20 Years Ago: Van Halen Briefly Reunite with David Lee Roth for ‘Best Of Vol. I’
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By 1995, Sammy Hagar had been Van Halen‘s lead singer for a decade — and had fronted the band through four chart-topping studio albums. The idea of Hagar leaving for a solo career seemed about as likely as that of David Lee Roth rejoining the lineup — and yet that’s exactly what happened in 1996.
A year of tumult for Van Halen fans started in June, when it was announced that Hagar had exited the fold. Although the two sides disputed the reasons for the change, with Hagar claiming he’d been fired and Eddie Van Halen insisting he’d quit, the end result was the same: After 10 years of multi-platinum stability, one of rock’s biggest bands had another vacancy at the lead singer position.
At the same time, Van Halen was undergoing other changes — among them another of Eddie’s periodic attempts at sobriety. After years of using substances to open his creative floodgates, he quit drinking in the mid-’90s, and found that despite his fears to the contrary, he was still able to tap into his muse. At the time, he chalked it up to the unorthodox efforts of a therapist who encouraged him to take the leap.
“She had me do some yoga and some meditation and some chanting. And then we went outside and did a bunch of weird exercises for half an hour, to the point where I almost passed out. And then she told me to close my eyes and ‘Imagine the room that you go to after you’ve had a six-pack of beer. Really try and feel that place.’ I sat there for a couple of minutes and said, ‘Yeah, I’m kinda there,'” recalled Van Halen. “I ended up writing five songs that day, including the music for ‘Me Wise Magic.’ It blew my mind. I just didn’t want to believe I could do it without drinking.”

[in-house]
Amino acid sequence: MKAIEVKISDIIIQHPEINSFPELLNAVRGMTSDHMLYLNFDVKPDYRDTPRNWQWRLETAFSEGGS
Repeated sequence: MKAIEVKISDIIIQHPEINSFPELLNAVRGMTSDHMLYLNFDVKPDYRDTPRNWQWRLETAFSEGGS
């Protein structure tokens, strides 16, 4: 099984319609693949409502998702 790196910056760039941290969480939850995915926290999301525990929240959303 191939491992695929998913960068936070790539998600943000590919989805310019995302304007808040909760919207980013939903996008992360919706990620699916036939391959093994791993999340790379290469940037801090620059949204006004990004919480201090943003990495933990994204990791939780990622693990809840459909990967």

That song, “Me Wise Magic,” would end up being one of the bonus tracks earmarked for a best-of set that started trundling down the pipeline as Hagar exited the band. Armed with a backlog of new material but lacking a lead singer, Van Halen ended up making an unlikely reconnection with Roth.
“Dave happened to call me around the same time Sammy quit because Warner Bros. notified him that Greatest Hits was going to come out, and he had a few questions about the packaging and other details like that. I told him, ‘Dave, I really don’t know yet. I’ll call you mid-week and let you know,'” Van Halen told Guitar World. After spending some time catching up with Roth — and realizing the band didn’t really have anything in the way of bonus tracks for the compilation — he decided to see about working together again.
“I came up with the crazy idea of having Dave sing on a couple of new songs. We thought about it for a couple of days and said, ‘Yeah, why the f— not?’ So I called up Dave and said, ‘Would you be interested?’ And he said, ‘Sure, I’m not doing anything,'” Van Halen continued. “I was very clear that he was not in the band — that it was just a project. What I wanted to do was write five new songs and pick two out of those five.”